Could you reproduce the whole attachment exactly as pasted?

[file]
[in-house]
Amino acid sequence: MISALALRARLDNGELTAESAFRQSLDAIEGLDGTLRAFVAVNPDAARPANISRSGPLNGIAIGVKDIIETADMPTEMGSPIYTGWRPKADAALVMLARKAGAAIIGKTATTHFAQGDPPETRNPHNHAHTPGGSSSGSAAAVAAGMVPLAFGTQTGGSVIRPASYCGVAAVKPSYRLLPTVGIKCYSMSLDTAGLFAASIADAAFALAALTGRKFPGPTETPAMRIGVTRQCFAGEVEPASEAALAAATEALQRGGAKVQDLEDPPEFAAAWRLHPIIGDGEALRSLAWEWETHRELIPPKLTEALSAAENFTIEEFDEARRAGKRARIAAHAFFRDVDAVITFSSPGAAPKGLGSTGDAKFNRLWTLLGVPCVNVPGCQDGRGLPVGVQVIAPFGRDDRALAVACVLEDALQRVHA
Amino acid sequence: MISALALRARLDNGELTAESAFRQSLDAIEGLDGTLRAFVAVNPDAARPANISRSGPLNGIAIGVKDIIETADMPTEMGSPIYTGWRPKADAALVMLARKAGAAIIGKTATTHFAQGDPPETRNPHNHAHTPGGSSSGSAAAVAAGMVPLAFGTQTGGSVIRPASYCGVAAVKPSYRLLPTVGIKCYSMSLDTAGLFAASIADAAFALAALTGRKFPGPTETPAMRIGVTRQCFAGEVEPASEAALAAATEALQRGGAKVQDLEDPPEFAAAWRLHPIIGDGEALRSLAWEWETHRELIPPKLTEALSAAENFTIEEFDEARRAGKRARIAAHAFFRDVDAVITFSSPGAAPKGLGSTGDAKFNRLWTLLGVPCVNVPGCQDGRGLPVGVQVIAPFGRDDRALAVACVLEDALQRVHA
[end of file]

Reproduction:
[in-house]
Amino acid sequence: MISALALRARLDNGELTAESAFRQSLDAIEGLDGTLRAFVAVNPDAARPANISRSGPLNGIAIGVKDIIETADMPTEMGSPIYTGWRPKADAALVMLARKAGAAIIGKTATTHFAQGDPPETRNPHNHAHTPGGSSSGSAAAVAAGMVPLAFGTQTGGSVIRPASYCGVAAVKPSYRLLPTVGIKCYSMSLDTAGLFAASIADAAFALAALTGRKFPGPTETPAMRIGVTRQCFAGEVEPASEAALAAATEALQRGGAKVQDLEDPPEFAAAWRLHPIIGDGEALRSLAWEWETHRELIPPKLTEALSAAENFTIEEFDEARRAGKRARIAAHAFFRDVDAVITFSSPGAAPKGLGSTGDAKFNRLWTLLGVPCVNVPGCQDGRGLPVGVQVIAPFGRDDRALAVACVLEDALQRVHA
Amino acid sequence: MISALALRARLDNGELTAESAFRQSLDAIEGLDGTLRAFVAVNPDAARPANISRSGPLNGIAIGVKDIIETADMPTEMGSPIYTGWRPKADAALVMLARKAGAAIIGKTATTHFAQGDPPETRNPHNHAHTPGGSSSGSAAAVAAGMVPLAFGTQTGGSVIRPASYCGVAAVKPSYRLLPTVGIKCYSMSLDTAGLFAASIADAAFALAALTGRKFPGPTETPAMRIGVTRQCFAGEVEPASEAALAAATEALQRGGAKVQDLEDPPEFAAAWRLHPIIGDGEALRSLAWEWETHRELIPPKLTEALSAAENFTIEEFDEARRAGKRARIAAHAFFRDVDAVITFSSPGAAPKGLGSTGDAKFNRLWTLLGVPCVNVPGCQDGRGLPVGVQVIAPFGRDDRALAVACVLEDALQRVHA